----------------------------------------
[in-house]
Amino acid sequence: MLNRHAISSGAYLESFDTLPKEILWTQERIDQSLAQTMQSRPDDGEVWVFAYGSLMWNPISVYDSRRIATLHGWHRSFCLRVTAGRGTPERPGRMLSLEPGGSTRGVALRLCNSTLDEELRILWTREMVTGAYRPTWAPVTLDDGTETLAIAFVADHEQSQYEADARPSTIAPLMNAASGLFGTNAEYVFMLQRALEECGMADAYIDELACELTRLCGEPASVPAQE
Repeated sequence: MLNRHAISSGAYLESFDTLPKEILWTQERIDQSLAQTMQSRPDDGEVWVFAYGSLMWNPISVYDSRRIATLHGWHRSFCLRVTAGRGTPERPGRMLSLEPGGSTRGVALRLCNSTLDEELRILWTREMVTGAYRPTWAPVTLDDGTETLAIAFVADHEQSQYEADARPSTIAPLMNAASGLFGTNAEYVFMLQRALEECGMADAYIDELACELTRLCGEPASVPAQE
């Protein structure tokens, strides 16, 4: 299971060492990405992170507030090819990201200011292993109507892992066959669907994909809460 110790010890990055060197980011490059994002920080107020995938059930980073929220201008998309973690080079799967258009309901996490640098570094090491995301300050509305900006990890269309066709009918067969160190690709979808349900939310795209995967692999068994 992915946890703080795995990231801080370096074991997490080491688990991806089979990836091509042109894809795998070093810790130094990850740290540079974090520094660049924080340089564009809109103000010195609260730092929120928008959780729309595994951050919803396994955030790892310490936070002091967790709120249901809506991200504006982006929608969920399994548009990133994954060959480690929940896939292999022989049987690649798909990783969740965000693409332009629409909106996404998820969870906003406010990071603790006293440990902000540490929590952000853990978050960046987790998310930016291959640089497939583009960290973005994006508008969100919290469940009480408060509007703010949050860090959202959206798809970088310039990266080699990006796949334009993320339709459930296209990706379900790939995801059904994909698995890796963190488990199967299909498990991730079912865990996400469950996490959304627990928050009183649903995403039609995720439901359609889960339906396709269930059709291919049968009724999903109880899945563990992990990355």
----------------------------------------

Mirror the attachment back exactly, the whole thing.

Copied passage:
[in-house]
Amino acid sequence: MLNRHAISSGAYLESFDTLPKEILWTQERIDQSLAQTMQSRPDDGEVWVFAYGSLMWNPISVYDSRRIATLHGWHRSFCLRVTAGRGTPERPGRMLSLEPGGSTRGVALRLCNSTLDEELRILWTREMVTGAYRPTWAPVTLDDGTETLAIAFVADHEQSQYEADARPSTIAPLMNAASGLFGTNAEYVFMLQRALEECGMADAYIDELACELTRLCGEPASVPAQE
Repeated sequence: MLNRHAISSGAYLESFDTLPKEILWTQERIDQSLAQTMQSRPDDGEVWVFAYGSLMWNPISVYDSRRIATLHGWHRSFCLRVTAGRGTPERPGRMLSLEPGGSTRGVALRLCNSTLDEELRILWTREMVTGAYRPTWAPVTLDDGTETLAIAFVADHEQSQYEADARPSTIAPLMNAASGLFGTNAEYVFMLQRALEECGMADAYIDELACELTRLCGEPASVPAQE
């Protein structure tokens, strides 16, 4: 299971060492990405992170507030090819990201200011292993109507892992066959669907994909809460 110790010890990055060197980011490059994002920080107020995938059930980073929220201008998309973690080079799967258009309901996490640098570094090491995301300050509305900006990890269309066709009918067969160190690709979808349900939310795209995967692999068994 992915946890703080795995990231801080370096074991997490080491688990991806089979990836091509042109894809795998070093810790130094990850740290540079974090520094660049924080340089564009809109103000010195609260730092929120928008959780729309595994951050919803396994955030790892310490936070002091967790709120249901809506991200504006982006929608969920399994548009990133994954060959480690929940896939292999022989049987690649798909990783969740965000693409332009629409909106996404998820969870906003406010990071603790006293440990902000540490929590952000853990978050960046987790998310930016291959640089497939583009960290973005994006508008969100919290469940009480408060509007703010949050860090959202959206798809970088310039990266080699990006796949334009993320339709459930296209990706379900790939995801059904994909698995890796963190488990199967299909498990991730079912865990996400469950996490959304627990928050009183649903995403039609995720439901359609889960339906396709269930059709291919049968009724999903109880899945563990992990990355």